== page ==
Boat captain found reckless and negligent

A certified dive instructor in charge of a 48-foot dive boat was found guilty of navigating the vessel recklessly and negligently after trial last week.

Magistrate Nova Hall fined Daniel Jesse Bazoff $1,000 and ordered him to pay another $250 in costs.

Bazoff, 26, was charged after an incident on 8 September, 2008, in which a crew member was swept overboard. Marine officers aboard the Cayman Protector rescued the man.

The charge was that, in the North Sound, Bazoff ‘recklessly and negligently navigated the vessel Cayman Sky into hazardous sea conditions at a time when the Cayman Islands was under a Tropical Storm Watch and when sea conditions were such that there was a risk of persons being thrown overboard, when neither sea conditions nor his level of experience as a boat captain would permit a safe rescue, thereby endangering human life or safety.’

The crew member, Scott Ewen, did not give evidence. It was not clear how long he was in the water before officers threw him a ring buoy and got him on board. The Marine Unit received a report at 10.02am and arrived at the scene at 10.24am.

Bazoff’s evidence was that he had been told the weather was going to be ‘a little bit rough’ so he should check conditions when he got out; if it was too rough he should come back and the seven customers would get a refund.

His procedure was always to have everyone seated while going through the North Sound main channel, which he referred to as a cut. ‘The cut is the most critical point. It’s a little bit unpredictable as you’re going through.’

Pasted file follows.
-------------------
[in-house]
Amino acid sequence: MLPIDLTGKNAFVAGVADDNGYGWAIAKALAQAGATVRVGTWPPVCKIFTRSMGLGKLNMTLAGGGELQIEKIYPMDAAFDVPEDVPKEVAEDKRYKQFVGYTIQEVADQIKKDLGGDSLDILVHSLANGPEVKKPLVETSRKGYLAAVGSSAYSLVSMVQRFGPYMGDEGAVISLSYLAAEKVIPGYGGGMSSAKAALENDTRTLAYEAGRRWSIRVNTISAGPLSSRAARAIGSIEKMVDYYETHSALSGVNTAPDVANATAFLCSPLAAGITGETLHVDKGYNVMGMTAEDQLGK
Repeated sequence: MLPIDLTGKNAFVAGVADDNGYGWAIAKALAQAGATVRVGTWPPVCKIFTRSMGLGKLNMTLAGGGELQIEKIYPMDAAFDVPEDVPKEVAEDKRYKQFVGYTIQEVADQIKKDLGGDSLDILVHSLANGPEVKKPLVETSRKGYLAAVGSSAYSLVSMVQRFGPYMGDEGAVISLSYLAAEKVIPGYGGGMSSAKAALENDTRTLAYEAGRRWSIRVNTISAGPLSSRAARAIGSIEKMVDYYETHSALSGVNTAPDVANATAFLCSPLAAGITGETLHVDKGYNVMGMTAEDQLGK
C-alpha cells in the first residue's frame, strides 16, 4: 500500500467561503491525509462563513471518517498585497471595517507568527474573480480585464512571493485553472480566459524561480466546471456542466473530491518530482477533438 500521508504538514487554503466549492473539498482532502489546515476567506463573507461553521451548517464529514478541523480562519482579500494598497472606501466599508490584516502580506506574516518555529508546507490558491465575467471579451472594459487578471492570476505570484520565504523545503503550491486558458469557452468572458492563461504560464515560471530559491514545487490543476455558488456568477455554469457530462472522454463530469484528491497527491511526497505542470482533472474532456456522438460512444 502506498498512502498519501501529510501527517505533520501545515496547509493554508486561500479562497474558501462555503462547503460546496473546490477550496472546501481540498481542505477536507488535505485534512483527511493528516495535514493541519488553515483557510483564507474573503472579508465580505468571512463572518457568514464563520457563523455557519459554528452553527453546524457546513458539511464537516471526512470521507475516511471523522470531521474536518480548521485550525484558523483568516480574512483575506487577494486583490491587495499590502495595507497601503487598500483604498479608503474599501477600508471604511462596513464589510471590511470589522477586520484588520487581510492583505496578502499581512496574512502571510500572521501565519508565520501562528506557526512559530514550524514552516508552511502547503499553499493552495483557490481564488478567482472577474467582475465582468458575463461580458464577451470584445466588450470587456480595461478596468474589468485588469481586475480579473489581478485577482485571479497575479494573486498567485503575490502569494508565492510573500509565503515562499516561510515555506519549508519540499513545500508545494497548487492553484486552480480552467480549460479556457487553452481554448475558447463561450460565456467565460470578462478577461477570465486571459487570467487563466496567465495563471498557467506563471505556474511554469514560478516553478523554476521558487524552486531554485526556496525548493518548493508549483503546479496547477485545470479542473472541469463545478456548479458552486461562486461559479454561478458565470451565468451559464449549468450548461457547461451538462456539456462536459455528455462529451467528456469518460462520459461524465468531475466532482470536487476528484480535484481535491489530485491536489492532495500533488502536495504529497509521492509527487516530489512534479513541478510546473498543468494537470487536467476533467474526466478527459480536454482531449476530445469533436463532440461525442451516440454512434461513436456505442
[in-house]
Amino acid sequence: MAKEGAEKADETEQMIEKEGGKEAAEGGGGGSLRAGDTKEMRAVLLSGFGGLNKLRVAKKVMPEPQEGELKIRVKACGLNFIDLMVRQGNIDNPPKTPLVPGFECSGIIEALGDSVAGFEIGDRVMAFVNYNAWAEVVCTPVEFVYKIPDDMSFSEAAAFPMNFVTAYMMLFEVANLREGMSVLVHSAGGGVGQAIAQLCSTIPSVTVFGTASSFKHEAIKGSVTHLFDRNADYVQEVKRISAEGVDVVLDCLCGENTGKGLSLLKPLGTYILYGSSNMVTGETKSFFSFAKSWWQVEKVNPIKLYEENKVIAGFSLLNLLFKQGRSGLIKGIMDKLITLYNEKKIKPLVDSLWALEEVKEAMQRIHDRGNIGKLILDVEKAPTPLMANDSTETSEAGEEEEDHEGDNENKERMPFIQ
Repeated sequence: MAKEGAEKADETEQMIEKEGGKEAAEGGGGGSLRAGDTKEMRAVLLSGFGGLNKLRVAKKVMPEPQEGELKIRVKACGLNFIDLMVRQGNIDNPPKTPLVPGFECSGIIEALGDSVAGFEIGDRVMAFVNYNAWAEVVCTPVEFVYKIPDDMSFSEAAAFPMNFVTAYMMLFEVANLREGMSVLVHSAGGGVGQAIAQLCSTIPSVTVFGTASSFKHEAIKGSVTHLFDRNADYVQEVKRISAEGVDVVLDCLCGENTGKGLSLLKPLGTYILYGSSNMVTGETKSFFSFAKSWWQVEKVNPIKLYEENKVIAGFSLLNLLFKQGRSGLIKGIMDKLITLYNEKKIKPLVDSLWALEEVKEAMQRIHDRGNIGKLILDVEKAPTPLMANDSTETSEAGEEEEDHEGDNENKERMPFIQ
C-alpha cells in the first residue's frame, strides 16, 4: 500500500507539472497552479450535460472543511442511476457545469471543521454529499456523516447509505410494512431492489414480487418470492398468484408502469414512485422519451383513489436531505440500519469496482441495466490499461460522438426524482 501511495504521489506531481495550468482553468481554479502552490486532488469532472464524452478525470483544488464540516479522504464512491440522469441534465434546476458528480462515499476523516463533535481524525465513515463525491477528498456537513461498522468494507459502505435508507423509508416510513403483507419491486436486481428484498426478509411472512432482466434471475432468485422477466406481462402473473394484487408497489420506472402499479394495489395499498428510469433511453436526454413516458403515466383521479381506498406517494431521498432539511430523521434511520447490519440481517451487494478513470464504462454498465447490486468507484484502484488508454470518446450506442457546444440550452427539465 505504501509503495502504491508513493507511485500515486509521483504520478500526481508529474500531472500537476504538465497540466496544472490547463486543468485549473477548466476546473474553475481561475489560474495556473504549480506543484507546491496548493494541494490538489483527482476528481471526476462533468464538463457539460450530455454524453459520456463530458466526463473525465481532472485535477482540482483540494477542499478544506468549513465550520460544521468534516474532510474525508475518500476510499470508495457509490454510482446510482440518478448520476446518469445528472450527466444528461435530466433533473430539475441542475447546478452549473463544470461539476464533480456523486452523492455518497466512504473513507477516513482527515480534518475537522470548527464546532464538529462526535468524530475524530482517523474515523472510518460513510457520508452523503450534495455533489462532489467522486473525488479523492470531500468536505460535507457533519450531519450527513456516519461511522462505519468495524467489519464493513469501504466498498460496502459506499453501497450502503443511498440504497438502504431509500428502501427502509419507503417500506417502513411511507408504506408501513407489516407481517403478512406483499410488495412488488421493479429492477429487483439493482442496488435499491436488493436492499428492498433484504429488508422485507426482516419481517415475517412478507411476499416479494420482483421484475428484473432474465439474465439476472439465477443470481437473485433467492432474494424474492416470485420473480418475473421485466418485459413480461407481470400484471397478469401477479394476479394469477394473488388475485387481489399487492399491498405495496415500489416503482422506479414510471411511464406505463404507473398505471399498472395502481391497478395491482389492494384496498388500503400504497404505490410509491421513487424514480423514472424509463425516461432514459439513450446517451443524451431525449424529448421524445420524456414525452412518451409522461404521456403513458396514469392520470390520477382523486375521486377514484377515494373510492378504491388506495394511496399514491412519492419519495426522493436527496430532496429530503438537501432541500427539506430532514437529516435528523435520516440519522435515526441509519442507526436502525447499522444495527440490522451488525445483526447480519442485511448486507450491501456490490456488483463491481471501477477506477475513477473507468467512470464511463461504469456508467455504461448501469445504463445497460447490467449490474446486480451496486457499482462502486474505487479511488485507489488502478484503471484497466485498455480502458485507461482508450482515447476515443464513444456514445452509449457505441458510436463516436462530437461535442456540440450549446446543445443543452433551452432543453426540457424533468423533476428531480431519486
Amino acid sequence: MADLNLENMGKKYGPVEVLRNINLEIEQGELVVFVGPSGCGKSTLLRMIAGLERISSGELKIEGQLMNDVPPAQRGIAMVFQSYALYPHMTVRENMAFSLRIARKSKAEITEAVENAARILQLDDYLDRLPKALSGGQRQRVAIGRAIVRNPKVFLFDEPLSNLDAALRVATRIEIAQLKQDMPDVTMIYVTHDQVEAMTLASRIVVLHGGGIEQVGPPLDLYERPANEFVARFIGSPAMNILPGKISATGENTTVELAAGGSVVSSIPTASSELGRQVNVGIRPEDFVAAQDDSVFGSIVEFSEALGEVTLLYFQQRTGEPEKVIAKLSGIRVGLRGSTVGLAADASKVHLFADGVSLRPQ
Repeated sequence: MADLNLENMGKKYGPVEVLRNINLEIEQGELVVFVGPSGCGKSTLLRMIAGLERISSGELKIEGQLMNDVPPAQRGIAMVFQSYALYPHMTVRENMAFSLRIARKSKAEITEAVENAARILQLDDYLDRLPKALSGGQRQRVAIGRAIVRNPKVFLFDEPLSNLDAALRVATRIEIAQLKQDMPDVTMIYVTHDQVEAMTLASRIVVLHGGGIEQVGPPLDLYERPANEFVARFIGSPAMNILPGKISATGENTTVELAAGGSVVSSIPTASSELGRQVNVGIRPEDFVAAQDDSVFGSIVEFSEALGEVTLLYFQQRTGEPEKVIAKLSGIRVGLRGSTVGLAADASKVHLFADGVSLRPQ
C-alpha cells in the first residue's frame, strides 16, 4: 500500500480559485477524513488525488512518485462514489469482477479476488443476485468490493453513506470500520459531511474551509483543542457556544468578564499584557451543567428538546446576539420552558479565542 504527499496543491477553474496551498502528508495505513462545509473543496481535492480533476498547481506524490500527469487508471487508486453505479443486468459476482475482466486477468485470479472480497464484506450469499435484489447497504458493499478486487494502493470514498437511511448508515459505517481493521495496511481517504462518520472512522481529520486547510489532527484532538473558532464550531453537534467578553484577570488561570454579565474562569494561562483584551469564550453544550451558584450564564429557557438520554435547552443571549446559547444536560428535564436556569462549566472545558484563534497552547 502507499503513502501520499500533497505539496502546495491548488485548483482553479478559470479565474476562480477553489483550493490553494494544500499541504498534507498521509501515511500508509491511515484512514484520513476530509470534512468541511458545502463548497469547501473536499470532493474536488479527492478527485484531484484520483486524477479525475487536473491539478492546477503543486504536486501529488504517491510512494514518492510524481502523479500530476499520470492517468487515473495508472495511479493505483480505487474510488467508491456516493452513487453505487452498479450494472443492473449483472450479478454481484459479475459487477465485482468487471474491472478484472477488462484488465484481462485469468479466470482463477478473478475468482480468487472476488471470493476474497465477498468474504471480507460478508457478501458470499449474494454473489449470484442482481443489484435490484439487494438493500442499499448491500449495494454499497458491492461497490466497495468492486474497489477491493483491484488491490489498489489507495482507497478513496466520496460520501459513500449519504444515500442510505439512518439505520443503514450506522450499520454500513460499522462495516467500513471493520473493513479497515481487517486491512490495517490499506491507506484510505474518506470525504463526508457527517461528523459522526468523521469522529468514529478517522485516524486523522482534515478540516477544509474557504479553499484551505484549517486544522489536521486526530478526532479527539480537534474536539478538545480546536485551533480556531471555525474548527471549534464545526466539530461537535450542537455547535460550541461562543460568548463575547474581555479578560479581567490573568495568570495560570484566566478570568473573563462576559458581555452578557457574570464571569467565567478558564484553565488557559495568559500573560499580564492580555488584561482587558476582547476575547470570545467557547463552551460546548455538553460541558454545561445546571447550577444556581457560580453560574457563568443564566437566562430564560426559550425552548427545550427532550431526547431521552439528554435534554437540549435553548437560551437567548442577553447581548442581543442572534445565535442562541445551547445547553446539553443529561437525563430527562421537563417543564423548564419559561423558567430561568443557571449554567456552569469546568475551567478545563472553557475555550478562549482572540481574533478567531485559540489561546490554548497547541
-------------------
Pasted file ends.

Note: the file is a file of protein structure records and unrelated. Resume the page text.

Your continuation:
Bazoff told the court, ‘About halfway through the cut we went into a trough of a wave and one was cresting. The water came onto the bow and splashed up.

‘As we were just getting to the cut I did notice that Scott Ewen was on the bow after I told [another crew member] to have everybody seated. I presumed he was taking care of some rope. Catherine Glaser [a new employee] followed and by this time it was a little too late because we went into that wave.’

Bazoff said he checked with another crew member and was told everyone was accounted for. He was told this three times before someone asked where was Scott. He realised he had been misinformed.

Questioned by his attorney, James Stenning, Bazoff said he believed he could have effected a rescue if he had a fully functioning crew. But he could not rely on the crew member who had misinformed him; Catherine had been cut on the head when the wave threw her from the bow into the cabin; the third crew member was tending to Catherine. Bazoff said he could not rescue Scott by himself because he needed to keep positive control of the vessel.

He radioed for assistance. Meanwhile he continued through the cut out to the open sea, where it’s a little calmer, to turn around. ‘I would never turn around in the cut… It’s narrow, rocks on both sides,’ he explained.

On the way back in he told everyone to watch for Scott. By the time they spotted him, the Protector was close enough to rescue him.

Questioned by Crown Counsel Nicole Petit, he said he could have stopped before entering the cut, but when he saw Scott and Catherine on the bow he was already committed to going through.

The magistrate accepted it was reasonable to go out and assess conditions. She did not accept that Bazoff was committed to continue through the cut and could do nothing else. She found he was reckless in proceeding through the cut.

She also found he was unable to attempt the rescue ‘due to his overall inexperience in handling the vessel in unfamiliar circumstances.’

The charge was that, in the North Sound, Bazoff ‘recklessly and negligently navigated the vessel Cayman Sky into hazardous sea conditions at a time when the Cayman Islands was under a Tropical Storm Watch and when sea conditions were such that there was a risk of persons being thrown overboard, when neither sea conditions nor his level of experience as a boat captain would permit a safe rescue, thereby endangering human life or safety.’

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